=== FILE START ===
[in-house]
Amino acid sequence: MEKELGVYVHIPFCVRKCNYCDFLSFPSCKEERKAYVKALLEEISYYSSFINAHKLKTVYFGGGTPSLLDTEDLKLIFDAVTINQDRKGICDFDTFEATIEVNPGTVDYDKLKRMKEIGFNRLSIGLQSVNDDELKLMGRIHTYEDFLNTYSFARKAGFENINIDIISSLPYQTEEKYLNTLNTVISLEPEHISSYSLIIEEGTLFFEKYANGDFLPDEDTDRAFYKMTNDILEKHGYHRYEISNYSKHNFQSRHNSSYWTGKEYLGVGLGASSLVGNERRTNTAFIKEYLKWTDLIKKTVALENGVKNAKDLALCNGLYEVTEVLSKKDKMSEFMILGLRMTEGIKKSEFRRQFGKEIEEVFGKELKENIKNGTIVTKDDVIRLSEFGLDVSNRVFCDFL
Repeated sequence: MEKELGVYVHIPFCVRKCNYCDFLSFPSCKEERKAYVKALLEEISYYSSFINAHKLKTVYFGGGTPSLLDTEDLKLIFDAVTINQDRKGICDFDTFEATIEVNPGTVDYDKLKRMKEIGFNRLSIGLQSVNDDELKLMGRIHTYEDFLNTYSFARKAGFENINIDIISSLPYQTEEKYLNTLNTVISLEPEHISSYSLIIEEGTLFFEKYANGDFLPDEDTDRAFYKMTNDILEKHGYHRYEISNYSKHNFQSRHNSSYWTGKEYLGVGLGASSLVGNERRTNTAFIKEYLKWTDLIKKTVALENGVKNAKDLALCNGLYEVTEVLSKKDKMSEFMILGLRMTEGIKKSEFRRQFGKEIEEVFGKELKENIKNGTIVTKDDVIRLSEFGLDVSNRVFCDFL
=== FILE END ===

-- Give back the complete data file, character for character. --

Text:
[in-house]
Amino acid sequence: MEKELGVYVHIPFCVRKCNYCDFLSFPSCKEERKAYVKALLEEISYYSSFINAHKLKTVYFGGGTPSLLDTEDLKLIFDAVTINQDRKGICDFDTFEATIEVNPGTVDYDKLKRMKEIGFNRLSIGLQSVNDDELKLMGRIHTYEDFLNTYSFARKAGFENINIDIISSLPYQTEEKYLNTLNTVISLEPEHISSYSLIIEEGTLFFEKYANGDFLPDEDTDRAFYKMTNDILEKHGYHRYEISNYSKHNFQSRHNSSYWTGKEYLGVGLGASSLVGNERRTNTAFIKEYLKWTDLIKKTVALENGVKNAKDLALCNGLYEVTEVLSKKDKMSEFMILGLRMTEGIKKSEFRRQFGKEIEEVFGKELKENIKNGTIVTKDDVIRLSEFGLDVSNRVFCDFL
Repeated sequence: MEKELGVYVHIPFCVRKCNYCDFLSFPSCKEERKAYVKALLEEISYYSSFINAHKLKTVYFGGGTPSLLDTEDLKLIFDAVTINQDRKGICDFDTFEATIEVNPGTVDYDKLKRMKEIGFNRLSIGLQSVNDDELKLMGRIHTYEDFLNTYSFARKAGFENINIDIISSLPYQTEEKYLNTLNTVISLEPEHISSYSLIIEEGTLFFEKYANGDFLPDEDTDRAFYKMTNDILEKHGYHRYEISNYSKHNFQSRHNSSYWTGKEYLGVGLGASSLVGNERRTNTAFIKEYLKWTDLIKKTVALENGVKNAKDLALCNGLYEVTEVLSKKDKMSEFMILGLRMTEGIKKSEFRRQFGKEIEEVFGKELKENIKNGTIVTKDDVIRLSEFGLDVSNRVFCDFL